• Apple cider vinegar – dilute in water and drink before meals
• Betaine-HCL– follow your practitioner’s recommendations; hydrochloric acid capsules are taken before meals
• Digestive bitters – helps with stomach acid and stimulates pancreatic enzymes
• Do not drink alkaline water – may lower natural stomach acidity because it renders pepsin inactive
• Enzymes with pepsin – to replenish stomach acid
Try fasting and an elimination diet
Fasting can be beneficial for acute gastrointestinal illnesses that do not respond to the usual functional medicine treatments. Fasting removes the role of food in gastrointestinal illness. By refraining from food, your gut has a chance to rest and heal, potentially unhealthy gut bacteria or fungi don’t have fuel to grow, and problem foods can’t harm the gut.
If you’re not digesting your food properly, you may have food sensitivities. These are not the same thing as food allergies. Food sensitivities are immune-mediated reactions to foods that are often delayed for 48 to 72 hours after eating an offending food. These reactions can include headaches, bloating, stomach pain, skin problems, diarrhea, runny nose, or fatigue.
Elimination diets can help pinpoint food triggers in digestive upset, especially dairy, gluten, and other food sensitivities.
Practice mindful eating
Mindful eating means focusing your attention completely on eating during a meal or snack.
- Truly savor your food and allow all your senses to be immersed in the act of eating
- Take small bites and put down utensils between bites
- Sit down while eating and eat slowly
- Be mindful of the foods you eat – reach for whole foods rather than processed foods
- Eat when you have an appetite and don’t allow yourself to feel famished before eating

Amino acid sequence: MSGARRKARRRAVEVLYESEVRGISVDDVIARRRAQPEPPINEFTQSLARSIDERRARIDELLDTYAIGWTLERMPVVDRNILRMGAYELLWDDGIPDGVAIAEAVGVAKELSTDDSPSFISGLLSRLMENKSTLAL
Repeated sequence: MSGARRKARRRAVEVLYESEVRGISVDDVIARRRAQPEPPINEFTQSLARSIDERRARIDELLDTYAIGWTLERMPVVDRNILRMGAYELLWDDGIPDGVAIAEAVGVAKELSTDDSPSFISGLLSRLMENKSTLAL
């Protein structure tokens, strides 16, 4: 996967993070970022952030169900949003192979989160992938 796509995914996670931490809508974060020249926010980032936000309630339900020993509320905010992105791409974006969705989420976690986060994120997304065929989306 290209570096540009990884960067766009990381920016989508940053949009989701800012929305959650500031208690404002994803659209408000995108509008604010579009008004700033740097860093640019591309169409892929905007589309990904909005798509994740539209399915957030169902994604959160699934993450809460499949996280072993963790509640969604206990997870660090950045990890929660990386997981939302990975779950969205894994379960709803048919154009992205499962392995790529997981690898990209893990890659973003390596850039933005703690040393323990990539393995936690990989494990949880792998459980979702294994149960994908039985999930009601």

- Take the time to chew your food thoroughly – approximately 20 to 40 times
- Don’t eat on the go – your body will not make enzymes to help digest and absorb your food
Digestion and Gut Health Testing
If you have chronic digestion issues or need to get to the root cause of symptoms, you may need further testing. Functional testing for gut health may include:
- Comprehensive stool testing – This can determine if you have any parasites and identify gut dysbiosis. It measures digestion, immune function, inflammation, and how much good bacteria are present.
- Comprehensive metabolic panel – To assess overall health as well as liver health and other markers that could affect digestion.
- Food sensitivity testing – This test can pinpoint the foods that are getting in the way of gut healing. It can also double as a leaky gut test.
- Testing for leaky gut – A common test for intestinal permeability is the lactulose mannitol test. You drink a solution and if the large sugar lactulose molecule is found in urine, then there is gut permeability. Stool test markers can also indicate leaky gut such as secretory IgA and short chain fatty acids.
- Small intestinal bacterial overgrowth (SIBO) testing – The most common test for SIBO measures hydrogen or methane in the breath at specific timeframes after drinking a liquid containing a sugar solution.
Good digestion is essential to your overall health, but if you are experiencing digestion problems it can really get in the way of your quality of life. Digestive problems can be painful, frustrating, and embarrassing. Starting a discussion with your functional medicine doctor and making even a few small changes can make a huge difference in your digestive health. We can help you discover the root cause of symptoms and improve your digestion with stool testing, dietary changes, digestive support supplements, and gut-healing supplements. With healthy digestion, you will notice bathroom habits become more regular, and bloating, gas, constipation, and diarrhea will fade away. It can even improve your joint health and mood.
If you haven’t yet, check out the companion article to this one called, “Digestion-Why It’s so Important to Feeling Your Best.”